Barry Williams for NY Daily News via Getty Images
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The New York Police Department will dispatch drones to monitor backyard parties and private social gatherings over Labor Day weekend in response to any complaints. However, some are saying that drone surveillance by police would be an invasion of privacy.
During a press conference on Thursday, NYPD Assistant Commissioner Kaz Daughtry said of unmanned aerial vehicle surveillance, "If a caller states there is a large crowd, a large party in a backyard, we're going to be utilizing our assets to go up and check on the party."
Daughtry said the drones would respond to "non-priority and priority calls."
Some have said that the drone-monitoring of private gatherings would be a violation of the Public Oversight of Surveillance Technology, or POST Act, which "requires the NYPD to publish impact and use policies for the surveillance technologies used by the Department."
Passed by the New York City Council in June 2020, the POST Act requires the New York Police Department to reveal "information on surveillance technologies such as the description and capabilities, rules, processes, and guidelines, and any safeguards and security measures designed to protect the information collected."
"Upon publication of the draft surveillance impact and use policy, the public shall have a period of time to submit comments," the legislation states. "The commissioner of the department shall consider the comments and provide the final version of the surveillance impact and use policy to the Council, the Mayor and post to the Department’s website. The inspector general for the NYPD shall audit the surveillance impact and use policy to ensure compliance with its terms."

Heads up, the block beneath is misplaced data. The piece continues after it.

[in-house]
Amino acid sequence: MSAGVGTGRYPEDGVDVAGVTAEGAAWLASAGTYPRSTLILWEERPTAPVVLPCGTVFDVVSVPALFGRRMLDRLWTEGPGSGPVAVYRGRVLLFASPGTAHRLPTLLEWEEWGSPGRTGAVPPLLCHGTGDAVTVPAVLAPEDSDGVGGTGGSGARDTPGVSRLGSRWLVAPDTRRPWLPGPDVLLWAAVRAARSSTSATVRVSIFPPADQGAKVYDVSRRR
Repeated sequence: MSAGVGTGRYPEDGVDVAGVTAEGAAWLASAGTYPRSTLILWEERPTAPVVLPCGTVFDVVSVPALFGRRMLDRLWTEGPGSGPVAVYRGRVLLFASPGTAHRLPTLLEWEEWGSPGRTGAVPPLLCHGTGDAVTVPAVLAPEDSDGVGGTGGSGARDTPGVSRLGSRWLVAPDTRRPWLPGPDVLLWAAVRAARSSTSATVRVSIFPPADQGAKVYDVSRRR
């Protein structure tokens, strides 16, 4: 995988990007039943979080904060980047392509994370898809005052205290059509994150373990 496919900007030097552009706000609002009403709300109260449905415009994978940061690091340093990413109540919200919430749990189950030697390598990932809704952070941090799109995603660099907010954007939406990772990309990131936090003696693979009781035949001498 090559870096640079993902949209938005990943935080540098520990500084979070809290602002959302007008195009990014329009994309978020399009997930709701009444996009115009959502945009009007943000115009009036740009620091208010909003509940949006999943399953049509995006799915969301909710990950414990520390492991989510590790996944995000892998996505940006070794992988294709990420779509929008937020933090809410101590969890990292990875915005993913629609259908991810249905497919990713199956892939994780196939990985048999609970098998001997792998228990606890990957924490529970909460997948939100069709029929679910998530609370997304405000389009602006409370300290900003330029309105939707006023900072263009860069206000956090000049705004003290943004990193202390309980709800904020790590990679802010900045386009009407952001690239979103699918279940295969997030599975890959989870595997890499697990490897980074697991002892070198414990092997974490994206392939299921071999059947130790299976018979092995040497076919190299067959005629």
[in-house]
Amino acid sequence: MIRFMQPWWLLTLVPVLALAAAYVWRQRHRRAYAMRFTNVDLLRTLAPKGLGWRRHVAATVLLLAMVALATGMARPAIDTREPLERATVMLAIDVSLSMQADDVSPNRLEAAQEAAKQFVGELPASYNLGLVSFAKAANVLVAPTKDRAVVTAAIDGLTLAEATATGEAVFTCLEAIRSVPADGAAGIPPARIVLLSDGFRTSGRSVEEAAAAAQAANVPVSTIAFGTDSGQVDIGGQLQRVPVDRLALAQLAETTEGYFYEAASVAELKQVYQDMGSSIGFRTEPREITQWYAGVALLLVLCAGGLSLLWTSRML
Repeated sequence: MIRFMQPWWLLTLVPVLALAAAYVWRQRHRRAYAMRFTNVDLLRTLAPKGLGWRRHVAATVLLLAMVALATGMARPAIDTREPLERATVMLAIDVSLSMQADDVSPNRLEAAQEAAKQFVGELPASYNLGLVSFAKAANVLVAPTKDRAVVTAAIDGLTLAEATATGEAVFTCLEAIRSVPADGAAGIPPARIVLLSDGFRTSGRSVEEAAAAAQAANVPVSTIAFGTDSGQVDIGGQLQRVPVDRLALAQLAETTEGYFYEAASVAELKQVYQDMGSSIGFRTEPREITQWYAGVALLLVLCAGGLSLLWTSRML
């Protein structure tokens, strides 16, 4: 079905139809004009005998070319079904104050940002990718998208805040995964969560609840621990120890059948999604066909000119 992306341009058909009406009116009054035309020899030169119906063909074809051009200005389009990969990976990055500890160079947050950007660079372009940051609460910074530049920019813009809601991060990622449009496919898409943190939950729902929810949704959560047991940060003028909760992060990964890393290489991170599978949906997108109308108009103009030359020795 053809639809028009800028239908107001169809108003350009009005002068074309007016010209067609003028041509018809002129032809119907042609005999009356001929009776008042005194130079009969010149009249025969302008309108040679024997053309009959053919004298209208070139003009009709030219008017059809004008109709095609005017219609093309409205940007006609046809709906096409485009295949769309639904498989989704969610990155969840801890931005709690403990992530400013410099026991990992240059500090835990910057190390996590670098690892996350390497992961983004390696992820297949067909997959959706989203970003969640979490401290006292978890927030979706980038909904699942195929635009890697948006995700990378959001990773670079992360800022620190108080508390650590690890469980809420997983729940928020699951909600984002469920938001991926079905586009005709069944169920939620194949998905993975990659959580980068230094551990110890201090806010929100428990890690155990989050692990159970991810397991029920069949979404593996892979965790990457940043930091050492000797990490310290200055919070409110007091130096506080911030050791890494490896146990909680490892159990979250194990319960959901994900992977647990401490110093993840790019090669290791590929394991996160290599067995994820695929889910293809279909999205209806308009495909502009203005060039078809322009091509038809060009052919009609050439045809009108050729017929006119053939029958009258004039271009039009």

Privacy and civil liberties advocates immediately spoke out against the usage of drones to spy on people at private events.
Daniel Schwarz – a privacy and technology strategist at the New York Civil Liberties Union – told the Associated Press, "It's a troubling announcement and it flies in the face of the POST Act. Deploying drones in this way is a sci-fi-inspired scenario."
Albert Fox Cahn – the executive director of the Surveillance Technology Oversight Project – said of the police drones, "One of the biggest concerns with the rush to roll out new forms of aerial surveillance is how few protections we have against seeing these cameras aimed at our backyards or even our bedrooms. Clearly, flying a drone over a backyard barbecue is a step too far for many New Yorkers."
The New York Police Department first announced its drone program in December 2018. At the time, the NYPD promised that the drone program would not be utilized for routine patrols, traffic enforcement, immobilizing vehicles or suspects, warrantless surveillance, or as a weapon.
The department vowed that the unmanned aircraft systems, or UAS, would be used only to aid police officers in search and rescue missions, crime scene documentation, HAZMAT incidents, traffic and pedestrians at large events, hostage situations, and other emergency situations with approval by the chief of the NYPD.
The NYPD stated in April 2021:
When UAS are used to conduct aerial surveillance of areas exposed to public observation, court authorization is not required prior to their use. Absent exigent circumstances, a UAS will not be used in areas where there is a reasonable expectation of privacy without NYPD personnel first obtaining a search warrant that explicitly authorizes the use of a UAS. After a search warrant is issued, a UAS may be used for a pre-warrant execution safety survey. The warrant will be obtained with the assistance of the prosecutor with jurisdiction over the matter.
It was unclear whether the NYPD would obtain a warrant to monitor noise complaints at private events over Labor Day weekend.
The NYPD did not respond to a request for comment from the Associated Press.
According to police data, the NYPD utilized drones for public safety or emergency purposes 124 times this year – skyrocketing from just four times in all of 2022.
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Paul Sacca is a staff writer for Blaze News.